South Africa has one of the world’s highest rates of alcohol-related harms. These are estimated to cost the nation roughly 2% of GDP annually and, in addition, contribute to country’s exceptionally high levels of crime, violence and injury. At a policy level therefore, attention has been overwhelmingly focussed on the regulation of supply – both availability and access – in order to reduce these harms. In practice this has been achieved through strategies of land use zoning, more stringent opening hours and attempts to regulate the informal liquor sector through police raids and closures of shebeens (illegal bars). These strategies have been underpinned by the drive to address the acute effects of drinking, rather than the more sustained, chronic health effects such as non-communicable diseases (e.g. cancers, liver disease) for which the World Health Organisation recognises alcohol as one of four main risk factors. The paper engaged with this 'missing agenda' within South Africa’s alcohol control remit by exploring the consequences of the omission of NCDs from policy aims. In particular it critically explores (1) how the focus on acute effects of drinking serves to frame alcohol consumption as a risk behaviour and (2) the consequences for the ways in which alcohol control strategies are socio-spatially deployed across urban spaces.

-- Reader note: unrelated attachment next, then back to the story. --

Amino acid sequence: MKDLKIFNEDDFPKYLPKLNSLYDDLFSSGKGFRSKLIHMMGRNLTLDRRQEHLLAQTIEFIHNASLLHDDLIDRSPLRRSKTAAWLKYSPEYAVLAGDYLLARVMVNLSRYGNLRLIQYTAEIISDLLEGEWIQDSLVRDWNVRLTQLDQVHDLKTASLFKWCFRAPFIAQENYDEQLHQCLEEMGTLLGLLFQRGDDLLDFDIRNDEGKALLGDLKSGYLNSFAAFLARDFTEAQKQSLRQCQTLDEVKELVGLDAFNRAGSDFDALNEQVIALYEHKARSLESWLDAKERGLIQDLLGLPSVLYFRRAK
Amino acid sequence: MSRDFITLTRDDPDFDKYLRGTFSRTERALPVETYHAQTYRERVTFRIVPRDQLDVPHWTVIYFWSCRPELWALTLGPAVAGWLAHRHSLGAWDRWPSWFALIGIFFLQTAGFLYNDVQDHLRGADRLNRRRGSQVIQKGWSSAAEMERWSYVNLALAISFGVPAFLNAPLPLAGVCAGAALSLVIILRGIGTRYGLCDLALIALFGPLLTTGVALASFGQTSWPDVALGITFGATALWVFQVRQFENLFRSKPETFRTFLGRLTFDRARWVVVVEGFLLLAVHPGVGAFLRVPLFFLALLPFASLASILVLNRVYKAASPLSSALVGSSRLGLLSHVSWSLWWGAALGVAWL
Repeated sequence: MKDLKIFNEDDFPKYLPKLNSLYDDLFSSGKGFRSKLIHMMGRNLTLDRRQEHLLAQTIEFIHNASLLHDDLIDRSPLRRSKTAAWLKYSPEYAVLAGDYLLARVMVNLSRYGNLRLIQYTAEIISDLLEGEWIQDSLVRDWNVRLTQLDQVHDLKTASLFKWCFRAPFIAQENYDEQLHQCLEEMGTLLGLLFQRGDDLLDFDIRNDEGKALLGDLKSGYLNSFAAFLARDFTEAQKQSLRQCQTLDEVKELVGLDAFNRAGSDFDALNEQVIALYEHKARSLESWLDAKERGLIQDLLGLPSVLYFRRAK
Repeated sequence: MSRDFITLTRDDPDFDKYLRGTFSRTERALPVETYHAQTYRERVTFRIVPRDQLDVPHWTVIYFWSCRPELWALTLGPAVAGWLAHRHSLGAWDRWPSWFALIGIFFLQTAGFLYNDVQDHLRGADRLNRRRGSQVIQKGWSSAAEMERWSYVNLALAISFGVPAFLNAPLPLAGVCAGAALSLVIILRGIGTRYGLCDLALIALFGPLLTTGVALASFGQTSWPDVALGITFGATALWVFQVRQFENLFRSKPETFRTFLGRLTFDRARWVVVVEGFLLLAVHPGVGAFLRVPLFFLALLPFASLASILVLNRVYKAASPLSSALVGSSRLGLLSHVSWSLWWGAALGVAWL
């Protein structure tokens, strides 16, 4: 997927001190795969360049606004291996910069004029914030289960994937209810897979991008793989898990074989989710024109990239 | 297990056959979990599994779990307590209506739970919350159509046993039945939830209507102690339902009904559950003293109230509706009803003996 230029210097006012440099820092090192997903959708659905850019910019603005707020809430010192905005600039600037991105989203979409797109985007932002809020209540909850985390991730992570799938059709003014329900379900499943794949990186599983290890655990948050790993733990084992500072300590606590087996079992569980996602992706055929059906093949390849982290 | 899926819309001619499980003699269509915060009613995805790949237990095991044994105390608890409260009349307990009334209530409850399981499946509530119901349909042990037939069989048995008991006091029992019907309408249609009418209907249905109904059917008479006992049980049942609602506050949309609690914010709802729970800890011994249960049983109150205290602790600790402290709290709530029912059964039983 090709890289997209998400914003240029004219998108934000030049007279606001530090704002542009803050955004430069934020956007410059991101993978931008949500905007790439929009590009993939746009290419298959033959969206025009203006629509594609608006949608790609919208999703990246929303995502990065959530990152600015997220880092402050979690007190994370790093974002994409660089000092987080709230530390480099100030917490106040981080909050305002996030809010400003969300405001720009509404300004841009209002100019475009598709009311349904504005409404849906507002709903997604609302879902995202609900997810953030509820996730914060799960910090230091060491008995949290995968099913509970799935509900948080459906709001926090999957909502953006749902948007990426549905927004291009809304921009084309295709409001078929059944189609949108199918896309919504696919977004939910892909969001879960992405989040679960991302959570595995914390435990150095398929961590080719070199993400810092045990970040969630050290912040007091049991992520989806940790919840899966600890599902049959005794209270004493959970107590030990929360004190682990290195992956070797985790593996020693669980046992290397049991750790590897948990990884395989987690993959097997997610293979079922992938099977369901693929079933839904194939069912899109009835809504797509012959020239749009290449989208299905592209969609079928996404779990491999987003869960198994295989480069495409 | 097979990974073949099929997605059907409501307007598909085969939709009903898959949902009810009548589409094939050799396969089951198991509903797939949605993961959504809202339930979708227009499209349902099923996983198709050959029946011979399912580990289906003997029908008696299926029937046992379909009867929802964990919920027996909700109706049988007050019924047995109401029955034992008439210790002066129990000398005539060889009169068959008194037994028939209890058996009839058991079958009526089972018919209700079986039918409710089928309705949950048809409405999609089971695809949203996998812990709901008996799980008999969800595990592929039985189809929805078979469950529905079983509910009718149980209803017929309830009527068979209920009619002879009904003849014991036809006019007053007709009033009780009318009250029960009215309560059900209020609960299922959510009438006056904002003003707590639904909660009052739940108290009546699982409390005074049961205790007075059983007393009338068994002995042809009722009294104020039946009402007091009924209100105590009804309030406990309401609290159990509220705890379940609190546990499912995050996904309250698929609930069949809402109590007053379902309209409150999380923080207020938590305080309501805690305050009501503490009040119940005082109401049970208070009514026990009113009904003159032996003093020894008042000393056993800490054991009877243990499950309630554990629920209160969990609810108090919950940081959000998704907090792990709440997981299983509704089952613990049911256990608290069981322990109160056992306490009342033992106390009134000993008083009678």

Herrick, C. Alcohol consumption and NCDs in South Africa: A missing Agenda? Presented at the Royal Geographical Society, London, 30 August, 2013. (2013)